A previous blog has already discussed the applicability of ARSIWA to Italy’s complicity in recent interception and pull-backs operations by Libya, a scenario not too dissimilar from ours. We therefore clarify here only two points which are relevant to our argument (for more see here and here). One relates to the nexus element that, under Article 16 ARSIWA (aiding and assisting), needs to be found between the aid and the commission of the international wrong. As explained by Wilmshurst, the contribution and/or material facilitation to the wrongful act must be substantial, not merely incidental. A Chatham House research paper by Moynihan confirms that assistance in a ‘generalised way’ will not necessarily result in a breach of Article 16 ARSIWA. Italy’s actions, however—such as financing and ensuring effectiveness of offshoring—taken individually and jointly with EU institutions and other Member States, do not appear to be merely incidental, but part of a concerted joint effort to externalise migration management in which Italy plays a key role. The second point that we would like to clarify concerns the knowledge element under Article 16 ARSIWA. Whilst intent appears to be a necessary part of Article 16, ‘knowledge or virtual certainty that the recipient state will use the assistance unlawfully’ is capable of satisfying the intent element under Article 16, whatever its desire or purpose’. If we accept that purpose is therefore not required to find a breach of Article 16, and that knowledge satisfies the intent requirement, it would be difficult for Italy to distance itself from the wrongful acts by Niger in relation to both deprivation of liberty and inhuman treatment in the offshore processing centres (see also here).

Issues of Jurisdiction

The main problem in ascertaining Italy’s responsibility in front of the ECtHR remains the fact that in many non-entrée situations the vulnerable person concerned is never within the territory of the complicit state (Italy), which raises issues of jurisdiction under Article 1 ECHR. Classic approaches to jurisdiction arising once a state has effective control over a person or territory do not apply here as there is no such control over the place where the detention and processing will be conducted.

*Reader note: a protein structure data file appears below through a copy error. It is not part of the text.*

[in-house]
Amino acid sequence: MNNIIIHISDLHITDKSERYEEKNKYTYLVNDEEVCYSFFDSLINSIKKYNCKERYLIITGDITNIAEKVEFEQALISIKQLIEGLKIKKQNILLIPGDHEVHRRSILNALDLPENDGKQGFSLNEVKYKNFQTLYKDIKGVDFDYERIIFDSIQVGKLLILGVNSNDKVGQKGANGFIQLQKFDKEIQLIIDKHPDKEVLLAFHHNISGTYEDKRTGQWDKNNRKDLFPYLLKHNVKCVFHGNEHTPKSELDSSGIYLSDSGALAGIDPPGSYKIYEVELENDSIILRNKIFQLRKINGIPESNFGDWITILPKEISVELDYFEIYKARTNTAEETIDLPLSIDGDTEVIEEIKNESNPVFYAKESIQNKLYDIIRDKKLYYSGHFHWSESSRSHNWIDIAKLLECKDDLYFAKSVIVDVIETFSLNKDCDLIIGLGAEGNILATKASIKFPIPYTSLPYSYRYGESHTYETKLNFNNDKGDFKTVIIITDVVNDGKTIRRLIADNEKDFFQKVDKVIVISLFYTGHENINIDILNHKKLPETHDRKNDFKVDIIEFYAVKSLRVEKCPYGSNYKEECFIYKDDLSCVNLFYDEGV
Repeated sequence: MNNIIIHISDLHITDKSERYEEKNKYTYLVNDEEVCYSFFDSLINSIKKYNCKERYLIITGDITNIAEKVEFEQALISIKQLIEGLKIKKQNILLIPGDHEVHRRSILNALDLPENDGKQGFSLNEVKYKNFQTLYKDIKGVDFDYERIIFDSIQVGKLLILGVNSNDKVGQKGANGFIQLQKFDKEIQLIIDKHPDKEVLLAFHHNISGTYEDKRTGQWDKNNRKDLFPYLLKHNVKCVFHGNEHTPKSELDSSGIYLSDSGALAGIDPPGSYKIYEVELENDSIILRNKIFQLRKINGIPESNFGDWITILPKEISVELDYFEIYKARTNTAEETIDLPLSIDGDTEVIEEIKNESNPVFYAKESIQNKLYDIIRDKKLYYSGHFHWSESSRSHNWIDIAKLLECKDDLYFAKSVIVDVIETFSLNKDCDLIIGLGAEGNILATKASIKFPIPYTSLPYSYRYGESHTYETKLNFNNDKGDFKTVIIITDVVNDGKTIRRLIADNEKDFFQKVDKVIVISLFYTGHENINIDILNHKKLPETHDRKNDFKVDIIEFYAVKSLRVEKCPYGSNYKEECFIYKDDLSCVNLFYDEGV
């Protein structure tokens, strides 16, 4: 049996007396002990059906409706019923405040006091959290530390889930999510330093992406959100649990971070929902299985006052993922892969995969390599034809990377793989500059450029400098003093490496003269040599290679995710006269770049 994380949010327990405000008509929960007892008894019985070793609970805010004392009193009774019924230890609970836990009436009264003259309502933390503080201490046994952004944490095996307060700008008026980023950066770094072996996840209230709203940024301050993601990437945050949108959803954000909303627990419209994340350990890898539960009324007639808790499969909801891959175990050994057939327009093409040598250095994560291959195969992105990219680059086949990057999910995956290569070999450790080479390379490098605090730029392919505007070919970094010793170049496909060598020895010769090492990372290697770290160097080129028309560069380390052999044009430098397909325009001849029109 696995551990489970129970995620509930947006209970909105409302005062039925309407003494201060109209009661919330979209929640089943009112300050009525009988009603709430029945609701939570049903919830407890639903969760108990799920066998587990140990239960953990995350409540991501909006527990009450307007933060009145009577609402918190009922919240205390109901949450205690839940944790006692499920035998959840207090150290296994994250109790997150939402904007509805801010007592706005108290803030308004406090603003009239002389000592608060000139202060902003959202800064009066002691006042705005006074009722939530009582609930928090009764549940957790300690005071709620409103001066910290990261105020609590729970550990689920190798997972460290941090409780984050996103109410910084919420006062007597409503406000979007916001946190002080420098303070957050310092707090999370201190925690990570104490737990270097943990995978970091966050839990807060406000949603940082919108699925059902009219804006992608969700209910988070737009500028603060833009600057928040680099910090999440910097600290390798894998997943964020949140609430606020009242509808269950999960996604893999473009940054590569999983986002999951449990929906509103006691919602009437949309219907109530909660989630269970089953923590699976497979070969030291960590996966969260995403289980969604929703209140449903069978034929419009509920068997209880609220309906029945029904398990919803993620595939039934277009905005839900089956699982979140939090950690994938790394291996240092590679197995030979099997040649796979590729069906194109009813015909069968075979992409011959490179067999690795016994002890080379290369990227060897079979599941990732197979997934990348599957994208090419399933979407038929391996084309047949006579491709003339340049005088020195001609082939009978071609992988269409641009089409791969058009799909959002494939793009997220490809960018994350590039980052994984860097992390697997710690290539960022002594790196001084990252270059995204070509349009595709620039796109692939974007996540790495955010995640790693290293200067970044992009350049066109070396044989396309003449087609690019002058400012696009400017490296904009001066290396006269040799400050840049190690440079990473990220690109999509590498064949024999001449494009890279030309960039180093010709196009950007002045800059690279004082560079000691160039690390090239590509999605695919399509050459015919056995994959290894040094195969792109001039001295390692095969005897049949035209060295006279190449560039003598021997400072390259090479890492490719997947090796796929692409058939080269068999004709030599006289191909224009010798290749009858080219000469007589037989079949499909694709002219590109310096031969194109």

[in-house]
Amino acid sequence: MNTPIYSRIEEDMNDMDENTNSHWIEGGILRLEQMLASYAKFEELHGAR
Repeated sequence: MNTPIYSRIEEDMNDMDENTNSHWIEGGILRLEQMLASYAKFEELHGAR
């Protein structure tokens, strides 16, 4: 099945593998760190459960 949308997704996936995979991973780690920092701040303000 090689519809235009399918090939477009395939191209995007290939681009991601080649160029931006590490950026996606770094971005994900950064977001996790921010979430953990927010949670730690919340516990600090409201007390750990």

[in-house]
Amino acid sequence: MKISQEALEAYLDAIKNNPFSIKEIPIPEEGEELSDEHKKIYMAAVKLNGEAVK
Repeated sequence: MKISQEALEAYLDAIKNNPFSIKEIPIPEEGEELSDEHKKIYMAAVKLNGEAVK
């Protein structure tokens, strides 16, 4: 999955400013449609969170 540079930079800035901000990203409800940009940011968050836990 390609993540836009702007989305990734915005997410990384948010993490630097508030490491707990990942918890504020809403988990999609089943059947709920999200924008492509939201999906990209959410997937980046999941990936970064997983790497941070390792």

Jackson, however, argues that jurisdiction may arise due to the complicity of an ECHR Member State in breaches committed by a third state. He contends that ‘the rule in Soering can be re-imagined and legitimately extended to cover cases of extraterritorial complicity’. In Soering the responsibility of the extraditing state (UK) under Article 3 ECHR was established because the claimant faced ‘a real risk of torture or inhuman and degrading treatment in the foreign state’. This finding was possible by overcoming an obvious problem of jurisdiction, as the treatment of the claimant would have occurred in the territory of the US or at the hands of its agents. It is possible to extend the Soering argument, as per Jackson, also to our scenario. According to Jackson, Soering established a ‘narrow preventive complicity rule’ whereby the engagement of Article 3 ECHR turns on the ‘foreseeable consequences of extradition suffered outside [the extraditing state’s] jurisdiction’. As this rule is based on the ‘real risk of the principal wrong occurring’, it could be expanded to other forms of complicity in breaches of Article 3 ECHR and other ECHR rights. We suggest that the same approach can be applied to the case of Italy’s complicity in breaches of Articles 3, 5 and 13 ECHR because of Italy’s involvement in financing, setting up and monitoring the effectiveness of the offshoring mechanism.

Notably, Milanovic argues in favour of a territorially unlimited approach to negative obligations:

states not only have a territorially unlimited negative obligation not to directly violate the rights of any given individual, but also a territorially unlimited, primary negative obligation to refrain from assisting third (state or private) parties in violating human rights, by analogy to the non-refoulement rule as set out in cases such as Soering or Judge. By contrast, the positive obligation to protect individuals and prevent the violation of their rights by third parties would only arise if the individuals in question were in an area under the state’s effective control, or otherwise subject to its jurisdiction.